Without any warning, my memories transported me back to when my father, my six siblings, and myself committed ourselves to providing 100% of Mom's home care during her last few months of battling leukemia. Although filled with much learning and many surprises, I think I can say that we all became extremely appreciative of the effort involved in taking total and complete care of a loved one. We were grateful for the experience, though none moreso than Mom, whose beauty and bravery during her last few days only magnified under our personal and steady care.
The patient spoke again, bringing me back to the present. "Michael," she said half-heartedly, "I wish you would have just agreed to put me in a nursing home like I wanted you to do."
"Mom," he responded emphatically, "I won't hear of it. At least not now. If things get too complicated, then we'll talk about it again. But wouldn't you rather be home, still? Seriously?" The patient took her time answering. "Yes," she finally admitted, "yes, I would rather remain home. But not if it means you are going to stop living your own life."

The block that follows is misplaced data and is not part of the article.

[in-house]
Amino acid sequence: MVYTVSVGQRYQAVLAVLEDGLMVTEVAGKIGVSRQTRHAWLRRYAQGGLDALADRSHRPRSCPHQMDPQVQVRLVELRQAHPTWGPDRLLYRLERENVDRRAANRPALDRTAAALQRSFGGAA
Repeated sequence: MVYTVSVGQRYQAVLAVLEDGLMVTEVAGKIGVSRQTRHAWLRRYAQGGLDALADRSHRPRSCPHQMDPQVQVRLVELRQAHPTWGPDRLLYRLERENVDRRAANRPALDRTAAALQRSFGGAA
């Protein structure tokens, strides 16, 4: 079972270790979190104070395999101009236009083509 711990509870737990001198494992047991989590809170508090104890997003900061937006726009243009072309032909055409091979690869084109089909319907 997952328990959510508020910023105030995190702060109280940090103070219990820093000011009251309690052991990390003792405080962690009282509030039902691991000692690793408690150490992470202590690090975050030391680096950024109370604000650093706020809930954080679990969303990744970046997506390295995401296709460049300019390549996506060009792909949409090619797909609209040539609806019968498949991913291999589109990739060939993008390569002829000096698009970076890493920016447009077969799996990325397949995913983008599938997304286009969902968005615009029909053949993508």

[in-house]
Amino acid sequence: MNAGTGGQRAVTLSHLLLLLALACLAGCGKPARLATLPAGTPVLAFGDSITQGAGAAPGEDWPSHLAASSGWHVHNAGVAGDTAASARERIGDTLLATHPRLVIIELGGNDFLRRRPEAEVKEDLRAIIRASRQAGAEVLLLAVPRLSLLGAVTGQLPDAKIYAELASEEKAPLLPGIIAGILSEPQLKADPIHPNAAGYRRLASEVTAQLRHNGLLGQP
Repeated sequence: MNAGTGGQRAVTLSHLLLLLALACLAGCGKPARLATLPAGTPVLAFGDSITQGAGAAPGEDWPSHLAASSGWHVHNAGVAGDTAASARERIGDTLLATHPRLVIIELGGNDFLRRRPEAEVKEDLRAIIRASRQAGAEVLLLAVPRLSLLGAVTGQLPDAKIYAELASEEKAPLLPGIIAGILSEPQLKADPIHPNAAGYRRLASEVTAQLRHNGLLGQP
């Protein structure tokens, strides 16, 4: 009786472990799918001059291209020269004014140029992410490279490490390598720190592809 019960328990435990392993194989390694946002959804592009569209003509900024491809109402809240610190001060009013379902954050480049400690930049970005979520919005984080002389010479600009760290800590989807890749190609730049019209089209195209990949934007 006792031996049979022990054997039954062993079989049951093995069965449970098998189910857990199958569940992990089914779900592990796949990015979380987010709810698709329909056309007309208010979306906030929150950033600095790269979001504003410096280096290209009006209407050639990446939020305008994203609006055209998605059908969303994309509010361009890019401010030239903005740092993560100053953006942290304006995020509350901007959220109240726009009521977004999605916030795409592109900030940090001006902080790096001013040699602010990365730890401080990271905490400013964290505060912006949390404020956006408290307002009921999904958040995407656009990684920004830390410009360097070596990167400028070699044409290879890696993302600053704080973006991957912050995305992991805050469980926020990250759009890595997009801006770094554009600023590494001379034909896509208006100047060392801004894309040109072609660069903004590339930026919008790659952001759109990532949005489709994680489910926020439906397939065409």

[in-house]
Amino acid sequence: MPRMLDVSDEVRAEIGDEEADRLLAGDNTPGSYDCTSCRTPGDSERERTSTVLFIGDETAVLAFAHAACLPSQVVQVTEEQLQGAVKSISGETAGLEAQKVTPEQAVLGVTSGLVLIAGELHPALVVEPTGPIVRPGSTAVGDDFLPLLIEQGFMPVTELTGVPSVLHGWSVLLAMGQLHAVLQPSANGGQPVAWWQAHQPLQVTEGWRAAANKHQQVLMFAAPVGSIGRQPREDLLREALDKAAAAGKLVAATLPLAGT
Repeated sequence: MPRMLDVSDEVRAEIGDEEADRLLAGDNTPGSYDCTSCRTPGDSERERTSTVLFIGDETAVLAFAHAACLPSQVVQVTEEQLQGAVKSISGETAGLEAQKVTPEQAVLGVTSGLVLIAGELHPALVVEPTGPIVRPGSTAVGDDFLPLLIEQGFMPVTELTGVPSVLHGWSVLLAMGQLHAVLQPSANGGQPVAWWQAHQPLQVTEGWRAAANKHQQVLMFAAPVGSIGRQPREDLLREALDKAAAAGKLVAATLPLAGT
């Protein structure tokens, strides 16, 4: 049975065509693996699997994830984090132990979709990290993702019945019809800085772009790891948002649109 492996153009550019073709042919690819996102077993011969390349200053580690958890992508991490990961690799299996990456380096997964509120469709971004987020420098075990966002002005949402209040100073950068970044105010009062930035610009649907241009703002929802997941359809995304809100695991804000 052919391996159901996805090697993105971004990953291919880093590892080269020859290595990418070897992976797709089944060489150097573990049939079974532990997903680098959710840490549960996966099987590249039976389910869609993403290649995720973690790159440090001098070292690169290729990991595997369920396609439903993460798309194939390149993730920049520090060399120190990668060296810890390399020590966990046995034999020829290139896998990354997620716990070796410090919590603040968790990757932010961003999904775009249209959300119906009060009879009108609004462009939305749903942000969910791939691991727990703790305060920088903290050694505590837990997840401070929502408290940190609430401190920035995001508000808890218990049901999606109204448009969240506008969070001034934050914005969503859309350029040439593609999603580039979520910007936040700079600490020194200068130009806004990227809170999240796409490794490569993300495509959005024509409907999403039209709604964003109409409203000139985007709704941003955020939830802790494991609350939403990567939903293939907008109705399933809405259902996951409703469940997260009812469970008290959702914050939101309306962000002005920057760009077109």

"I'm fine with it, Mom. I would never have moved back if I wasn't. And quite honestly, there is no where I would rather be right now than here, helping you the best I can."
Their smiles reflected off one another while another brick crumbled and fell from my fortified emotional barrier.
I finished the patient's treatment with a case management consult to ensure that Michael and his mother would benefit from several available resources, including home nursing visits. Walking out the door, I wished them both luck. But before leaving, I had to ask. "Michael, did you help your mother with her makeup, hair and clothes today?"
They both laughed. "Yes, he did," the patient answered. "How do you think he did?" Now it was my turn to laugh with the patient and good son. "I think he did a darn good job," I answered, "you look very nice, maam." I turned to Michael. "Well done, buddy." And I'm sure he knew I wasn't talking about how his mother looked that day.
Now, if only he would learn how to change a Depend diaper...
As always, big thanks for reading. And especially for bearing with me through a few weeks of barren writing. Much happening, but all good. I dedicate this post to all of you who have intimate knowledge of the sacrifices and hardwork necessary to be a great caregiver. See you back in a few days...